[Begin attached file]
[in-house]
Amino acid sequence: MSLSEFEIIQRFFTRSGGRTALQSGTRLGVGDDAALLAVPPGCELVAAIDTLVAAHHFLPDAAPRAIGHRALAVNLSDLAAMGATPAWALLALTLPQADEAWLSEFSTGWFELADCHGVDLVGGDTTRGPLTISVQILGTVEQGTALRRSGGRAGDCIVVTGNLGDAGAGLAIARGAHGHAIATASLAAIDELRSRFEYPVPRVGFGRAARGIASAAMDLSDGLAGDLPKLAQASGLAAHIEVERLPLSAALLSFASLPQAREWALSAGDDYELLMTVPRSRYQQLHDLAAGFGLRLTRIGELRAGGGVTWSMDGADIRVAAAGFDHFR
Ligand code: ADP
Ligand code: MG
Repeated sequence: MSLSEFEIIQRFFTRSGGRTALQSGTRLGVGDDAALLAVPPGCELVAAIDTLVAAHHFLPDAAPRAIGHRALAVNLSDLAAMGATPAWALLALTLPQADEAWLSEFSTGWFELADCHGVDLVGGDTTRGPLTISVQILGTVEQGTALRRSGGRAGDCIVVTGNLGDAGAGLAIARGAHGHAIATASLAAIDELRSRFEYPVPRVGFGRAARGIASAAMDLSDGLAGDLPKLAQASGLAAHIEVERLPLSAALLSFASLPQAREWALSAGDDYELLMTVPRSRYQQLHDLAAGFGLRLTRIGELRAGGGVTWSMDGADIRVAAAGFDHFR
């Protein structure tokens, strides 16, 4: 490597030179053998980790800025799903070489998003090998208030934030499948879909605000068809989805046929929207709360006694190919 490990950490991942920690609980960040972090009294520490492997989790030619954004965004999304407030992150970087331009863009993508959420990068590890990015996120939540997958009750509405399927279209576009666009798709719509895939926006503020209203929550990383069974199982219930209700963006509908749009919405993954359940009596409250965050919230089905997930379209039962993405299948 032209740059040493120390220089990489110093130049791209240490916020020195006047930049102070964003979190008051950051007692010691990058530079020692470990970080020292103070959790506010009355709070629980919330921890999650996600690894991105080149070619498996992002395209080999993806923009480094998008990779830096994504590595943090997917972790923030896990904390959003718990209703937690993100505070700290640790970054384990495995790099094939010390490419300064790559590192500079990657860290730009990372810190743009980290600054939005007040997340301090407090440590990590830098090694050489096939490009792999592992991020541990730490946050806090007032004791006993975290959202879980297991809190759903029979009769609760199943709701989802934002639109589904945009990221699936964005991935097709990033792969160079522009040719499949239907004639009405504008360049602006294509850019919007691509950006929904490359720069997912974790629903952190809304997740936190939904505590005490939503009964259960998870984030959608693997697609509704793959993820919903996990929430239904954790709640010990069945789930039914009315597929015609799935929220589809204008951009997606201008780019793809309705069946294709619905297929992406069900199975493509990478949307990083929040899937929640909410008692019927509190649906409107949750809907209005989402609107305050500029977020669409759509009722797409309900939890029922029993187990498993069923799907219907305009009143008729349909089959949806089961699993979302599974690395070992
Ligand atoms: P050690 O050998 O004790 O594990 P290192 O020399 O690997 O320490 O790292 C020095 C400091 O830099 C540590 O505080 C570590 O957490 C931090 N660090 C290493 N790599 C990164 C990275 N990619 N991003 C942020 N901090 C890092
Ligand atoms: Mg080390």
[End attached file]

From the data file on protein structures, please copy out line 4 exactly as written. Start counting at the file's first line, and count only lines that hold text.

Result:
Ligand code: MG